If you’ve paid any attention to the news, business or otherwise, over the past decade, then you’re bound to have noticed the trend sweeping across the globe. Though there are still some pockets of debate, the majority recognises the reality that climate change is being caused by humans, and has the potential to do extensive damage to not just wildlife but how we live our lives. The majority of the carbon emissions changing our world is not caused by the average person or consumer. It’s industry that’s doing the brunt of the damage, which also means it’s up to industry to reverse it how it can. As such, we’re going to look at the reasons to reduce your carbon footprint, as well as how you can start.
The case for reducing your business’s carbon footprint The carbon footprint is effectively an estimate how much greenhouse gas emissions can be tied to the operation of your business. It includes not only how much carbon emissions you and your team actively make, but also the carbon footprint of the services and other businesses you rely on. It counts for everything from electricity use to fleet gas usage. Naturally, the single best reason to reduce your carbon footprint is to reduce the impact that your business has on the environment and to help tackle climate change. However, another reason is that it’s becoming more economically viable. Over 1-in-5 consumers all believe that companies should be actively help to improve the environment.
The economic answer In fact, 73% of millennials, who will continue to become the dominant consumers over the coming generation, are willing to spend more money on sustainable goods. As such, the concerns about the higher costs of more sustainable business may not strictly be well-supported. In fact, many of the means to reduce your business’s carbon footprint can actually end up reducing your costs. Cutting out costly, fuel-consuming parts of the supply chain and replacing more inefficient appliances and fixtures in the business property can save a lot of money.
It may be inevitable There is also the fact that you may soon be required to make the necessary changes, anyway. Though it’s not certain, the UK, EU, and governments across the world are consistently trending towards more environmentally sustainable policy, including tighter regulations on business. These regulations could soon have more to say on how much carbon emissions your business can produce. Reducing your carbon footprint now could, in fact, help you get ahead of the curve that is coming for all industries.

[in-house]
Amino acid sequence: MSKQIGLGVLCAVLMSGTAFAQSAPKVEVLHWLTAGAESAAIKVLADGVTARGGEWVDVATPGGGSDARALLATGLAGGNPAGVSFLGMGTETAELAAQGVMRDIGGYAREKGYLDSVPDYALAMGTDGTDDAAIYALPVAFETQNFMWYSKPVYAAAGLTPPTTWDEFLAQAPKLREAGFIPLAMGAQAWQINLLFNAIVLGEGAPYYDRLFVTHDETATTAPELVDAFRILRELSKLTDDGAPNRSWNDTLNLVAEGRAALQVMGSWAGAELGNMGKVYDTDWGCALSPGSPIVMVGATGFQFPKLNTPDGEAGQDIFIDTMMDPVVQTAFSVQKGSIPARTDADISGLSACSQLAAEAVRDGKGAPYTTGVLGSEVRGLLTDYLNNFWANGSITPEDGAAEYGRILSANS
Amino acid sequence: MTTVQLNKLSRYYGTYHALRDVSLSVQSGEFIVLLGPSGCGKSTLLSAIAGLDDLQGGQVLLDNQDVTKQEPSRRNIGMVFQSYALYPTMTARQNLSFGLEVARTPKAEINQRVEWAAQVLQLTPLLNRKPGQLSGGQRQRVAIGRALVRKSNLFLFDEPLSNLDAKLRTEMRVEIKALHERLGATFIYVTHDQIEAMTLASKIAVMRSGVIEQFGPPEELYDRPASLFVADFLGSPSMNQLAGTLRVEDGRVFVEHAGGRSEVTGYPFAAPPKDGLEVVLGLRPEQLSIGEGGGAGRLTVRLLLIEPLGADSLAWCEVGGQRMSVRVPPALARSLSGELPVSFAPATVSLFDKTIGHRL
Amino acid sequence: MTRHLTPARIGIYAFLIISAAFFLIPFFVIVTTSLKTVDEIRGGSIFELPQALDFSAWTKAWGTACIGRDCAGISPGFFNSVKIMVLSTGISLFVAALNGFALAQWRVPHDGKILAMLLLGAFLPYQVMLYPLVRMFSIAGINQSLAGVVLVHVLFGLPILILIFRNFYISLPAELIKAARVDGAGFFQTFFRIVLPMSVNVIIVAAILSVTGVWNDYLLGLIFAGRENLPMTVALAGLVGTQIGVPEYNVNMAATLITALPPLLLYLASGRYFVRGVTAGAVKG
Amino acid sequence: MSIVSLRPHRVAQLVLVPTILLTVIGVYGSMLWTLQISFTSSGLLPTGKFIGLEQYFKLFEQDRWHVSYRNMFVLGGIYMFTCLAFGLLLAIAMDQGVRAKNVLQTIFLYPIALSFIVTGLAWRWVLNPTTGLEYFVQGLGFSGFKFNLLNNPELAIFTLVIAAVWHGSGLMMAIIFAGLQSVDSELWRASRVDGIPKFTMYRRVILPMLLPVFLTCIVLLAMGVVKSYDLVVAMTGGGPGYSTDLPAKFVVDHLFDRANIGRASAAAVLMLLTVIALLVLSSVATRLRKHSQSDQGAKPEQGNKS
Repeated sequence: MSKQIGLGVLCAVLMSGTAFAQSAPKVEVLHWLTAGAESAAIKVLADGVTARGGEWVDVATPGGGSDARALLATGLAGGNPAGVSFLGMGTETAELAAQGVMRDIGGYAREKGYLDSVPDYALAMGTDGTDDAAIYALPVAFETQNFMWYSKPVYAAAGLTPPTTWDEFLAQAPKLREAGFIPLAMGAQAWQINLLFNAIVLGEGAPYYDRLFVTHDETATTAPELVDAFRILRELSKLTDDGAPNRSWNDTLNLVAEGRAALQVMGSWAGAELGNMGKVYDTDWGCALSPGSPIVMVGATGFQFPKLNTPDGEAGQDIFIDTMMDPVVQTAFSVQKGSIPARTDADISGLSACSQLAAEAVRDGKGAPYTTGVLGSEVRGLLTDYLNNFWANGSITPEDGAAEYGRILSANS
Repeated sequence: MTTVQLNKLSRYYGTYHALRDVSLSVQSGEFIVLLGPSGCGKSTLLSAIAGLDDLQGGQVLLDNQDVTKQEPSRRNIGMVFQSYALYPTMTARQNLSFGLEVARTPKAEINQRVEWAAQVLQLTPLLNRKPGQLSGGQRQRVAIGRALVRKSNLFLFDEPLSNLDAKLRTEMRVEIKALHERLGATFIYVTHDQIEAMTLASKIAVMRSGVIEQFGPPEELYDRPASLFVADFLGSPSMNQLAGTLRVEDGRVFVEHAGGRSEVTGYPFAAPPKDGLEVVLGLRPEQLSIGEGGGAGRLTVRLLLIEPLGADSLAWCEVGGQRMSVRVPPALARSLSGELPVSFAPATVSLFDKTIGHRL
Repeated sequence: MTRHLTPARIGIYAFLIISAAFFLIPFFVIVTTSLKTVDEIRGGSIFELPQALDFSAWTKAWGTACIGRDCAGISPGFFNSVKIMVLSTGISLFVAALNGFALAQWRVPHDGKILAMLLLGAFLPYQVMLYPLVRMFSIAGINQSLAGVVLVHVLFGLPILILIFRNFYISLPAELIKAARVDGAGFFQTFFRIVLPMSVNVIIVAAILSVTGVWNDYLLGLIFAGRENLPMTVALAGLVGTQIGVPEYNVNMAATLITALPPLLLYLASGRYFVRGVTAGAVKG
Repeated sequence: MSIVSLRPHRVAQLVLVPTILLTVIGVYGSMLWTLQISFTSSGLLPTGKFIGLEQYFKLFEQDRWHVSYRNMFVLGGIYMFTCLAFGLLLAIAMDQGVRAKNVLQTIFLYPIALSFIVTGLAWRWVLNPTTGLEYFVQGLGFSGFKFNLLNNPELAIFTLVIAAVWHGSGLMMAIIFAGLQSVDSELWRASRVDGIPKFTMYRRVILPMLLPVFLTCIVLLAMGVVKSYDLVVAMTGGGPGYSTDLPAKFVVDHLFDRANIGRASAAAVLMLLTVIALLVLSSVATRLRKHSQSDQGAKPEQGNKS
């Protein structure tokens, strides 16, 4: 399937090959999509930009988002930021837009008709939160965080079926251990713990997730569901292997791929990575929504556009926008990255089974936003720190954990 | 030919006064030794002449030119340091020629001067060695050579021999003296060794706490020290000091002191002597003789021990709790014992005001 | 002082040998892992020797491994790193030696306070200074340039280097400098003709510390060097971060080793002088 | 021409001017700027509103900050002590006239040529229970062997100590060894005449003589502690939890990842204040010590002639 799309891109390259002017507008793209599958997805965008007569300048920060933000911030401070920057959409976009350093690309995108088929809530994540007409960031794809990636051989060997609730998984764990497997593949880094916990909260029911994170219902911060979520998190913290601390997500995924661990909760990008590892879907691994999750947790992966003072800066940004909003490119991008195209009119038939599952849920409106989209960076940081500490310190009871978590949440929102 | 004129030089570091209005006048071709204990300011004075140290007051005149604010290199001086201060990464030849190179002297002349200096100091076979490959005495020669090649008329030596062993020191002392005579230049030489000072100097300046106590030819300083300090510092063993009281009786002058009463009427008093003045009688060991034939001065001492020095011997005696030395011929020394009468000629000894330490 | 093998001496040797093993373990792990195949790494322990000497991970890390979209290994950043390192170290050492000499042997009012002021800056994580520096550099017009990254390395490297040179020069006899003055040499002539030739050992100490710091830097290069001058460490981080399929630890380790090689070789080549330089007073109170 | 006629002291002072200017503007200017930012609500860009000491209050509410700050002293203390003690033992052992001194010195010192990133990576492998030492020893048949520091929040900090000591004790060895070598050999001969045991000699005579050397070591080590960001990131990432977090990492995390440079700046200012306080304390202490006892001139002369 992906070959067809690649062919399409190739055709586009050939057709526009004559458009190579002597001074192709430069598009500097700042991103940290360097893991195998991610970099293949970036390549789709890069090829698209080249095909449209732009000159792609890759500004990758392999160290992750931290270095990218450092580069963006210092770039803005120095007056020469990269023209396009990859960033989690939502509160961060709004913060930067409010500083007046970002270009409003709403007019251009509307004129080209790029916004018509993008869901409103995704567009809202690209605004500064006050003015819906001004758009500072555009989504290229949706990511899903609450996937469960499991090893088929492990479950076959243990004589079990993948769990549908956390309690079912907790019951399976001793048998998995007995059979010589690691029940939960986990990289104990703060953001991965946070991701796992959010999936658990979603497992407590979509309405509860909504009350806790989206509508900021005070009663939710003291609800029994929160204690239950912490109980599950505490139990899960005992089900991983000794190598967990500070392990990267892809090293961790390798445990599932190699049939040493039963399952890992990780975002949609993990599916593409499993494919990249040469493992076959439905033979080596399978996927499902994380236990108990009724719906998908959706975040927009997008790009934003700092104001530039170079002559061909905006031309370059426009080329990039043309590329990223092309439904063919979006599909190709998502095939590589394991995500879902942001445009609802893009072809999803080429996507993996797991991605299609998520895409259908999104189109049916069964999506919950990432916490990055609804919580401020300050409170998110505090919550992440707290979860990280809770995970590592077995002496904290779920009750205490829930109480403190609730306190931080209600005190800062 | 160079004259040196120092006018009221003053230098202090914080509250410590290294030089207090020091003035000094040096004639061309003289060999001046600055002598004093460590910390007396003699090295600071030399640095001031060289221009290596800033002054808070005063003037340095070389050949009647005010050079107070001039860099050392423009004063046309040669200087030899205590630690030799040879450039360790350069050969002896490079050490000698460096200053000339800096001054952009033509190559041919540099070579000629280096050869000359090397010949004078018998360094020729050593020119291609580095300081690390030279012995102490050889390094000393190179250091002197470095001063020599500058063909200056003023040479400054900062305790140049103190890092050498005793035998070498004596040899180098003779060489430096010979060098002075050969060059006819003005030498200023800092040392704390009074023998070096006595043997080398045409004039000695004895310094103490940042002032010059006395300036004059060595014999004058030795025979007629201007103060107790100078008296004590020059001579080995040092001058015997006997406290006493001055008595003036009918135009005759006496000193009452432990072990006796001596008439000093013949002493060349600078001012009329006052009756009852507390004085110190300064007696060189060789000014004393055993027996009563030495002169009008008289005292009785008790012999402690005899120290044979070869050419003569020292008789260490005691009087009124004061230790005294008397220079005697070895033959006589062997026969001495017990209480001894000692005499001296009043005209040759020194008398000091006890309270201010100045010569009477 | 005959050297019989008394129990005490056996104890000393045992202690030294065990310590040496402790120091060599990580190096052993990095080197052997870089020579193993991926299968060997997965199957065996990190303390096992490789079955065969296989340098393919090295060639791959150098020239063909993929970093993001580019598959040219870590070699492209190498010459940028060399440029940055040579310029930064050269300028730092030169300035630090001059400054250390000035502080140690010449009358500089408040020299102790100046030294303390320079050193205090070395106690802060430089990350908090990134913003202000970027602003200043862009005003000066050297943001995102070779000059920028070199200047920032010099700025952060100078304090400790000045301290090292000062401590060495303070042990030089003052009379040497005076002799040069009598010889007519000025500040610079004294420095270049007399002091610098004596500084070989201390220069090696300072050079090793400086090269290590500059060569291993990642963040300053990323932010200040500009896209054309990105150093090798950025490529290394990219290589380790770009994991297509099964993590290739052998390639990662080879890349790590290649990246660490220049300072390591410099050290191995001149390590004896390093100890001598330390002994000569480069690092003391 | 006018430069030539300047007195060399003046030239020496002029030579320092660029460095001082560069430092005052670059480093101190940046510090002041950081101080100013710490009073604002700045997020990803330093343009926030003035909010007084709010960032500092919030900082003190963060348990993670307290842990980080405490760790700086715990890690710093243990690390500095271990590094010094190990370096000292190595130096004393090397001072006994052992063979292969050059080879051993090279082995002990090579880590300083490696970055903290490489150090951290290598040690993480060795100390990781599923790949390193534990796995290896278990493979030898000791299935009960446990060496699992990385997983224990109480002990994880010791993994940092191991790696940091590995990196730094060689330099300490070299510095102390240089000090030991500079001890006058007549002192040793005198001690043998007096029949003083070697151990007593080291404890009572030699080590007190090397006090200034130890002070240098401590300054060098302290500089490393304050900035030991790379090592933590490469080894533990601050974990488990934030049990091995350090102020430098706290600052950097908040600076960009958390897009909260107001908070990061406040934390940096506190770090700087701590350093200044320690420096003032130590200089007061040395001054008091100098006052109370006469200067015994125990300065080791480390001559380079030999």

Reducing your carbon footprint Hopefully, the above has given you plenty of reason to consider getting on board with the effort to reduce carbon emissions throughout your business. But how do you do it? Implementing new technologies that rely on renewable energies may be the key. There are plenty of renewable energies, including solar and ground heat pumps that could help supply some or even all of the power for your business premises. There’s also the carbon footprint behind the use of paper to consider, as well. Besides the deforestation concerns, there are a lot of resources needed to produce, transport, and recycle paper. You could reduce your business’s part in that by going paperless. Digital storage is much more convenient, can be less costly in the long-run, and can even be safer thanks to the use of Cloud servers and backups. There are also sustainable changes you can make to many basic appliances and fixtures in the office. Replacing all your halogen light bulbs with LED alternatives might be a cost in the short-term, but LED bulbs last significantly longer, and use less energy in the meantime. Though not directly connected to your carbon footprint, many businesses are also making use of water-saving technology in their bathrooms. Most importantly, you should look at your supply chain. See if the businesses your rely on for the products and services you use are as committed to reducing their carbon footprint as you are. Otherwise, you may never have as much of a positive impact on the environment as you want.
Businesses must lead the way Businesses contribute to the vast majority of both waste and carbon emissions. They have an impact on the environment that no consumer will ever be able to match. Not only do businesses have much greater energy needs, but they produce the goods that make up a greater part of the consumer’s own footprint. As such, it’s up to business owners to be the leaders in changing our relationship with carbon use, or we may never achieve the kind of systemic change we need across the board.